Thoughts on Kingdom, Church, and Grace from an American living in Hong Kong

Saturday, February 5, 2011

Hiking on Lantau in Hong Kong

Folk that don't live in Hong Kong often think of it as a hustle, bustle city crammed full of people, buildings, and cars...and...well it is... but its also so much more. Hong Kong is a pretty big place and what people often don't know is that its more than 50% country park. Get a short hop outside the city areas and you find beautiful ocean vistas, rugged mountain cliffs, and systematically marked trails to guide you through them.

This week is Chinese New Year so on Wednesday I had planned for Gabriel and I to go on a "short" hike.   At 8:30 AM Gabriel got up though and fired up the X-Box 360! Something rose up within me as I saw my son about to embark on yet another adventure into the virtual world rather than the real one.

"Get dressed and fill your water bottle...we're leaving in 10 minutes."

Of course I had to endure the initial despise that emanated from Gabriel for the next 60 minutes.

I decided on a nice stretch of a hike on South Lantau Island uphill to the top of the Island where the Ngong Ping Cable car village (and the Big Buddha) was. It was about a 2 - 2 1/2 hour jaunt and I figured we'd have lunch at the top and then either take the cable car or a bus back down.

We took the Park Island bus to Tsing Yi station then caught the MTR to Tung Chung on Lantau. After a little search we found the number 11 bus to Tai O but exited at the Shek Pik Reservoir. Just to the East of the reservoir was the trailhead but it had a large sign and a large brown gate that was chained closed:

"Danger: Due to landside damage this trail is permanently closed."

So I did what most hikers do when they see these things. I went around the gate and started walking.
"Papa, where are you going?"
"On the trail"
"But its says "Danger" Do you want us to get killed?"
"We're not going to get killed...lets go"

As we began to meander up the hill we began to look back and see the reservoir and the sea behind it descending into incredible views from our ever increasing height. Gabriel's attitude softened (as I knew it would) and before long we were having the father-son day I had envisioned. As we trudged along our little "fellowship" covered such conversational topics as God, girls, drugs, and world history.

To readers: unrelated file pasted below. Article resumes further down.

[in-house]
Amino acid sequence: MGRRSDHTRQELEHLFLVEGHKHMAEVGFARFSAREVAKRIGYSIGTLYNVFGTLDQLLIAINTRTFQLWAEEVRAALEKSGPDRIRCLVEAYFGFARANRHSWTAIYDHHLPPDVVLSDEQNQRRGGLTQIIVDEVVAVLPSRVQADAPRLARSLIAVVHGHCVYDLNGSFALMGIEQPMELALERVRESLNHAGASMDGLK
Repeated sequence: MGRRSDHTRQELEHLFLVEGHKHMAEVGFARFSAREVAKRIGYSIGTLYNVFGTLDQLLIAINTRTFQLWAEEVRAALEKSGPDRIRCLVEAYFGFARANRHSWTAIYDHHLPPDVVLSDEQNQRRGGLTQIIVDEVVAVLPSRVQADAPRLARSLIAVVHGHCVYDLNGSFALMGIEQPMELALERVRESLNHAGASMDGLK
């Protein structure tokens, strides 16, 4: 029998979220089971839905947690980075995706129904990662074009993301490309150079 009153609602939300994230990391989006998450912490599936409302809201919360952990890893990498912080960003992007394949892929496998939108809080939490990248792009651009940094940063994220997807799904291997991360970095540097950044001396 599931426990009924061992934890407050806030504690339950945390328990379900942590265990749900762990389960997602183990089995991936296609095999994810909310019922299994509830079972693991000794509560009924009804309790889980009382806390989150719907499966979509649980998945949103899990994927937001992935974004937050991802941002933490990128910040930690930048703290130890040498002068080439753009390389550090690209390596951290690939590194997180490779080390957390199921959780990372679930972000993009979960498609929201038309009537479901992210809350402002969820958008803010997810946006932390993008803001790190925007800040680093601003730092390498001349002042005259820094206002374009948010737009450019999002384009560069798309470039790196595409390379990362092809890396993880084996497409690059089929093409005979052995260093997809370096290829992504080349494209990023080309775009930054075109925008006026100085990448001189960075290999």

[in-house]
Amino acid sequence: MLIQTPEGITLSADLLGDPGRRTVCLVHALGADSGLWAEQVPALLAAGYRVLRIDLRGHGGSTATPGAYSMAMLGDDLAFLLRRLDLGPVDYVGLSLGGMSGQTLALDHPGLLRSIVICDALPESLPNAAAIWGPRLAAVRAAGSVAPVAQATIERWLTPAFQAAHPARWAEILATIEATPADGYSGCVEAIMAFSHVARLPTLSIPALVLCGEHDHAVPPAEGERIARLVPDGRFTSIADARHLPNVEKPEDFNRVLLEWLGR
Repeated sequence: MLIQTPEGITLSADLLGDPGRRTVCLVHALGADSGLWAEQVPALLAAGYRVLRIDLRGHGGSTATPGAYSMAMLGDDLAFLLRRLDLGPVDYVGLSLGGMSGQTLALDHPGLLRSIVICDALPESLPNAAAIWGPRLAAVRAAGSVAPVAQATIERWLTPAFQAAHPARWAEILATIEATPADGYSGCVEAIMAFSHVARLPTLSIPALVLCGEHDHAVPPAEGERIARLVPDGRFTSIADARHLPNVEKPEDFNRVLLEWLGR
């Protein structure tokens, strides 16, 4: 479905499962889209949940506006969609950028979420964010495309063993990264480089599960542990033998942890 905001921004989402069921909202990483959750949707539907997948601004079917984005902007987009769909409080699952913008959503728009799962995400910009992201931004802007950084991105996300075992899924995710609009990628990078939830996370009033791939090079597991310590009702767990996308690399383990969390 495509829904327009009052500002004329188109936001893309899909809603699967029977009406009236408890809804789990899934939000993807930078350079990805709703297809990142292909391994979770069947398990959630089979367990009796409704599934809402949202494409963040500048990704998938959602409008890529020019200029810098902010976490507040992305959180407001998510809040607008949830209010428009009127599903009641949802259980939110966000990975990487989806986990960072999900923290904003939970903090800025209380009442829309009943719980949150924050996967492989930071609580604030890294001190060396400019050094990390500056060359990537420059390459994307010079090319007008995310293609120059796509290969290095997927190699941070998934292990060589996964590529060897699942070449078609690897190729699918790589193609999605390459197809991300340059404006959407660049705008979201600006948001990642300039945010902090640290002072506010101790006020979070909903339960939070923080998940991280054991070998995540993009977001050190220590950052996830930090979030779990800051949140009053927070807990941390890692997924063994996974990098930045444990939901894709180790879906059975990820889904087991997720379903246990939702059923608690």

Because it was a "closed" trail the normal encounters with other hikers didn't happen. The whole morning we passed no one having the trail and the mountainside all to ourselves and finally reaching the top Ngong Ping Village. This is a tourist area of Hong Kong where the largest Buddha in the world has been constructed along with all the restaurants and souvenir shops that inhabit these types of places. We had lunch at Ebeneezers which is an Indian curry fast food chain in Hong Kong. While we were eating I asked Gabriel if he wanted to take the cable car down (expensive) or the bus (cheap)?

"What if we hike the trail under the cable car down?"
" Huh!!" I thought. Was this my X-Box 360 loving son who I practically had to Shanghai to get him out hiking now suggesting we hoof it for another 3 hours back down to the MTR station.

"OK...lets do it"

We finished our curries and headed off for Lantau Hike Part 2. As the cable cars glided over our heads we eschewed such luxury for the thrill of the trail. We quickly discovered though, that although primarily a "decent" back down to the city, the trail went back up at each of the cable car towers so we had a extreme workout of non-stop accent and decent.

Occupants of the cable cars shouted out to us and gave us the thumbs up along the trail no doubt saying, "Look at what those crazy guys are doing!"

About two hours in we ran out of water which made things even more fun! Up....and down....up....and down! This was a lot more than I originally planned but it was now becoming a challenge for both Gabriel and I. At 4:00 PM we finally... successfully...reached the bottom...but then had another 10 minutes to walk before we reached civilization...and a 7-11 where we bought two large bottles of water and downed them while still in the store.

(Gabriel followed it up with a Slurpee)

Anyhow, wish I had a camera, but I pulled a few generic pics from the area off the internet of the area. It was a great day and one we'll do again soon!


Paul Ellis said...

I'm impressed! But what happened to you? Not too long ago you would've been the one playing computer games while your middle aged friends (ahem) tried to convince you to venture into the HK wilds.

You went up a closed trail?! You took the path less traveled by? Awesome! Don't let those pencil-pushing, concrete-pouring bureaucrats tell you where you can and can't walk in God's great earth.

What a great day out!

Bob said...

As the father of two sons who have generally told me things on a "need to know" basis, I can tell you that it has always been in the midst of some activity with one of them that he would drop his guard and have some meaningful conversation -- whether on a beautiful trail as you and Gabriel, dropping a line in the water, pitching a baseball or watching a game. The key is be tuned in and ready when those conversations happen. This was a great reminder.

And it's ALWAYS preferable to experience real life over the virtual one!

Steve H. said...

Paul: You still have me stereotyped into my 1990's non-hiking mode :) You forget I spent 8 years in Boulder Colorado

Bob: Yeah, it was the best day I've had in a while. Especially having the newborn, it was good to spend some quality time with the "firstborn"

Redlefty said...

Well, I'm the guilty one who played video games with the kids today. But at least it was an active dancing game!